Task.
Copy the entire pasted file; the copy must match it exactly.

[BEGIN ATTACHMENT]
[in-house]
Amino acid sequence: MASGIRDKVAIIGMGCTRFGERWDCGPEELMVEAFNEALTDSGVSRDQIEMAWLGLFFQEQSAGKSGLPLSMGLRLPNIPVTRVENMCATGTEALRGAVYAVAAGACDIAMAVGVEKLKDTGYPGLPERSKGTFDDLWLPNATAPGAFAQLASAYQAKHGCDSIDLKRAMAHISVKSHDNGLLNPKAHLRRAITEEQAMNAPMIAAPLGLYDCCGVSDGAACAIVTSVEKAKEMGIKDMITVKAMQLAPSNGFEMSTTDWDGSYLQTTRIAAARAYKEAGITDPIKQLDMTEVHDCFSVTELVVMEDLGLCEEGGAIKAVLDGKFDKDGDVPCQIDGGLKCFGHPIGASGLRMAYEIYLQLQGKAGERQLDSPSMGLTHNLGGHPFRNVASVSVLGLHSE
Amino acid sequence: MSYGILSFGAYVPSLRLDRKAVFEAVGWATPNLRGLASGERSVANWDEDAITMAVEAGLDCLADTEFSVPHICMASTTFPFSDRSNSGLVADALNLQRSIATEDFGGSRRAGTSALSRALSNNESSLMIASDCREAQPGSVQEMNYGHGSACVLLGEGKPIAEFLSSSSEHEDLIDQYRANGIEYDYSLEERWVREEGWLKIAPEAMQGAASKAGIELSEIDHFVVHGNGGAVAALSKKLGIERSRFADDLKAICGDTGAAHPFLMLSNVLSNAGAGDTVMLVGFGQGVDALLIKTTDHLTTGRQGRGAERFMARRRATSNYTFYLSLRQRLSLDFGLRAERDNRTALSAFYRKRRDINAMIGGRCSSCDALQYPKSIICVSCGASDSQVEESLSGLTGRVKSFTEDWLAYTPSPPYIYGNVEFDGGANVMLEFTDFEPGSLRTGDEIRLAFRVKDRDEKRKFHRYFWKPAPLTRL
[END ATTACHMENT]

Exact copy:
[in-house]
Amino acid sequence: MASGIRDKVAIIGMGCTRFGERWDCGPEELMVEAFNEALTDSGVSRDQIEMAWLGLFFQEQSAGKSGLPLSMGLRLPNIPVTRVENMCATGTEALRGAVYAVAAGACDIAMAVGVEKLKDTGYPGLPERSKGTFDDLWLPNATAPGAFAQLASAYQAKHGCDSIDLKRAMAHISVKSHDNGLLNPKAHLRRAITEEQAMNAPMIAAPLGLYDCCGVSDGAACAIVTSVEKAKEMGIKDMITVKAMQLAPSNGFEMSTTDWDGSYLQTTRIAAARAYKEAGITDPIKQLDMTEVHDCFSVTELVVMEDLGLCEEGGAIKAVLDGKFDKDGDVPCQIDGGLKCFGHPIGASGLRMAYEIYLQLQGKAGERQLDSPSMGLTHNLGGHPFRNVASVSVLGLHSE
Amino acid sequence: MSYGILSFGAYVPSLRLDRKAVFEAVGWATPNLRGLASGERSVANWDEDAITMAVEAGLDCLADTEFSVPHICMASTTFPFSDRSNSGLVADALNLQRSIATEDFGGSRRAGTSALSRALSNNESSLMIASDCREAQPGSVQEMNYGHGSACVLLGEGKPIAEFLSSSSEHEDLIDQYRANGIEYDYSLEERWVREEGWLKIAPEAMQGAASKAGIELSEIDHFVVHGNGGAVAALSKKLGIERSRFADDLKAICGDTGAAHPFLMLSNVLSNAGAGDTVMLVGFGQGVDALLIKTTDHLTTGRQGRGAERFMARRRATSNYTFYLSLRQRLSLDFGLRAERDNRTALSAFYRKRRDINAMIGGRCSSCDALQYPKSIICVSCGASDSQVEESLSGLTGRVKSFTEDWLAYTPSPPYIYGNVEFDGGANVMLEFTDFEPGSLRTGDEIRLAFRVKDRDEKRKFHRYFWKPAPLTRL